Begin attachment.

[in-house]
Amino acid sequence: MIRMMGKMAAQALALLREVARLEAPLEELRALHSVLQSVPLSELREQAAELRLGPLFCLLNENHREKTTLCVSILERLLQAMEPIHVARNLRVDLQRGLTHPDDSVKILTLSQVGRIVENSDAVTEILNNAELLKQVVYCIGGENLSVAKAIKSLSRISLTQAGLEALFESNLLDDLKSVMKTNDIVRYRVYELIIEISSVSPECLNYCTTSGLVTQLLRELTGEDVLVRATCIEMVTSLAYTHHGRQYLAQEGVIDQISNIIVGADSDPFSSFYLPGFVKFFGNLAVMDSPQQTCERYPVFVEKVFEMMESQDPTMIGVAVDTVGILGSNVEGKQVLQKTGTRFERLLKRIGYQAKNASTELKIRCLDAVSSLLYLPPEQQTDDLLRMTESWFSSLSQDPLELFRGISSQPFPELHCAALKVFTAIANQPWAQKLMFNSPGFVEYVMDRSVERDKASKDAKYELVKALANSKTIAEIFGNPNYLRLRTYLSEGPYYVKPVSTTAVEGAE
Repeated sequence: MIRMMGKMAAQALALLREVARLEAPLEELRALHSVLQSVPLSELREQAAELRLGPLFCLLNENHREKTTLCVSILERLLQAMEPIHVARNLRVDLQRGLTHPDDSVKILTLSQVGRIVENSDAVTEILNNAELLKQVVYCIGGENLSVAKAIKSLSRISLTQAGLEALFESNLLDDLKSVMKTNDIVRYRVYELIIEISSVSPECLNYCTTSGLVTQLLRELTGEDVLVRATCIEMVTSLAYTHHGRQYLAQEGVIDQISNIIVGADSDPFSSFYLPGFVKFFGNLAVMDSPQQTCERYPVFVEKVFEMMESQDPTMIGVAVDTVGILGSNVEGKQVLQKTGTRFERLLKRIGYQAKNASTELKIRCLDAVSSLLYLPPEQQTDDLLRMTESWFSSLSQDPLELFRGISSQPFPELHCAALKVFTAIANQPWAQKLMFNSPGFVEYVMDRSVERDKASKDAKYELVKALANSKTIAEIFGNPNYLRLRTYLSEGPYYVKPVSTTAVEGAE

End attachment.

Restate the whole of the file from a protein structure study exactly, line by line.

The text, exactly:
[in-house]
Amino acid sequence: MIRMMGKMAAQALALLREVARLEAPLEELRALHSVLQSVPLSELREQAAELRLGPLFCLLNENHREKTTLCVSILERLLQAMEPIHVARNLRVDLQRGLTHPDDSVKILTLSQVGRIVENSDAVTEILNNAELLKQVVYCIGGENLSVAKAIKSLSRISLTQAGLEALFESNLLDDLKSVMKTNDIVRYRVYELIIEISSVSPECLNYCTTSGLVTQLLRELTGEDVLVRATCIEMVTSLAYTHHGRQYLAQEGVIDQISNIIVGADSDPFSSFYLPGFVKFFGNLAVMDSPQQTCERYPVFVEKVFEMMESQDPTMIGVAVDTVGILGSNVEGKQVLQKTGTRFERLLKRIGYQAKNASTELKIRCLDAVSSLLYLPPEQQTDDLLRMTESWFSSLSQDPLELFRGISSQPFPELHCAALKVFTAIANQPWAQKLMFNSPGFVEYVMDRSVERDKASKDAKYELVKALANSKTIAEIFGNPNYLRLRTYLSEGPYYVKPVSTTAVEGAE
Repeated sequence: MIRMMGKMAAQALALLREVARLEAPLEELRALHSVLQSVPLSELREQAAELRLGPLFCLLNENHREKTTLCVSILERLLQAMEPIHVARNLRVDLQRGLTHPDDSVKILTLSQVGRIVENSDAVTEILNNAELLKQVVYCIGGENLSVAKAIKSLSRISLTQAGLEALFESNLLDDLKSVMKTNDIVRYRVYELIIEISSVSPECLNYCTTSGLVTQLLRELTGEDVLVRATCIEMVTSLAYTHHGRQYLAQEGVIDQISNIIVGADSDPFSSFYLPGFVKFFGNLAVMDSPQQTCERYPVFVEKVFEMMESQDPTMIGVAVDTVGILGSNVEGKQVLQKTGTRFERLLKRIGYQAKNASTELKIRCLDAVSSLLYLPPEQQTDDLLRMTESWFSSLSQDPLELFRGISSQPFPELHCAALKVFTAIANQPWAQKLMFNSPGFVEYVMDRSVERDKASKDAKYELVKALANSKTIAEIFGNPNYLRLRTYLSEGPYYVKPVSTTAVEGAE